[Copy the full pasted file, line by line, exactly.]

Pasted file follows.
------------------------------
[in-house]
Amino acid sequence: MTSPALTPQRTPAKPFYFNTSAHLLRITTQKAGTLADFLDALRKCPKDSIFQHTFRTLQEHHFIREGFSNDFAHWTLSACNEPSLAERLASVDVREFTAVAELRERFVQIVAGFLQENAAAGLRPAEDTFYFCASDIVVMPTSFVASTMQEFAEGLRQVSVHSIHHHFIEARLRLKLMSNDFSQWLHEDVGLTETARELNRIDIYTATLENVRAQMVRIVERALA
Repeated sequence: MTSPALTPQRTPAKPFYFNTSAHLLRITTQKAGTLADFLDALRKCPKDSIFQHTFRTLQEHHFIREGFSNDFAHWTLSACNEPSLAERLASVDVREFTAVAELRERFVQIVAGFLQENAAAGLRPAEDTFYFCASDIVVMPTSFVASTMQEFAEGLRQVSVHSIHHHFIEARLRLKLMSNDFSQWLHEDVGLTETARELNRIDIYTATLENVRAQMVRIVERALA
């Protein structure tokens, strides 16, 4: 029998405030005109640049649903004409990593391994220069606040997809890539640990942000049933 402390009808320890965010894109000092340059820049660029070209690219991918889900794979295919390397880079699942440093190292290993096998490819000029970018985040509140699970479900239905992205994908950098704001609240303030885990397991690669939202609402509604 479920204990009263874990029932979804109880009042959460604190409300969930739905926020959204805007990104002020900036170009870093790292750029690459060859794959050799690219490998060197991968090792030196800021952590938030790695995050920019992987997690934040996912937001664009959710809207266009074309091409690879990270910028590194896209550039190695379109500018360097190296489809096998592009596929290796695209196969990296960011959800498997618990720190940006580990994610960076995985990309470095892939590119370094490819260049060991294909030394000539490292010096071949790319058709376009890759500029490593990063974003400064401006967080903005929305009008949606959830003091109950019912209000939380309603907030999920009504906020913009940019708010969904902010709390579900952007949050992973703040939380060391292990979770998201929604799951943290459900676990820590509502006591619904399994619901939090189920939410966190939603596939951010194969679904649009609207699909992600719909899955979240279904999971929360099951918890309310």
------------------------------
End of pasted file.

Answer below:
[in-house]
Amino acid sequence: MTSPALTPQRTPAKPFYFNTSAHLLRITTQKAGTLADFLDALRKCPKDSIFQHTFRTLQEHHFIREGFSNDFAHWTLSACNEPSLAERLASVDVREFTAVAELRERFVQIVAGFLQENAAAGLRPAEDTFYFCASDIVVMPTSFVASTMQEFAEGLRQVSVHSIHHHFIEARLRLKLMSNDFSQWLHEDVGLTETARELNRIDIYTATLENVRAQMVRIVERALA
Repeated sequence: MTSPALTPQRTPAKPFYFNTSAHLLRITTQKAGTLADFLDALRKCPKDSIFQHTFRTLQEHHFIREGFSNDFAHWTLSACNEPSLAERLASVDVREFTAVAELRERFVQIVAGFLQENAAAGLRPAEDTFYFCASDIVVMPTSFVASTMQEFAEGLRQVSVHSIHHHFIEARLRLKLMSNDFSQWLHEDVGLTETARELNRIDIYTATLENVRAQMVRIVERALA
């Protein structure tokens, strides 16, 4: 029998405030005109640049649903004409990593391994220069606040997809890539640990942000049933 402390009808320890965010894109000092340059820049660029070209690219991918889900794979295919390397880079699942440093190292290993096998490819000029970018985040509140699970479900239905992205994908950098704001609240303030885990397991690669939202609402509604 479920204990009263874990029932979804109880009042959460604190409300969930739905926020959204805007990104002020900036170009870093790292750029690459060859794959050799690219490998060197991968090792030196800021952590938030790695995050920019992987997690934040996912937001664009959710809207266009074309091409690879990270910028590194896209550039190695379109500018360097190296489809096998592009596929290796695209196969990296960011959800498997618990720190940006580990994610960076995985990309470095892939590119370094490819260049060991294909030394000539490292010096071949790319058709376009890759500029490593990063974003400064401006967080903005929305009008949606959830003091109950019912209000939380309603907030999920009504906020913009940019708010969904902010709390579900952007949050992973703040939380060391292990979770998201929604799951943290459900676990820590509502006591619904399994619901939090189920939410966190939603596939951010194969679904649009609207699909992600719909899955979240279904999971929360099951918890309310």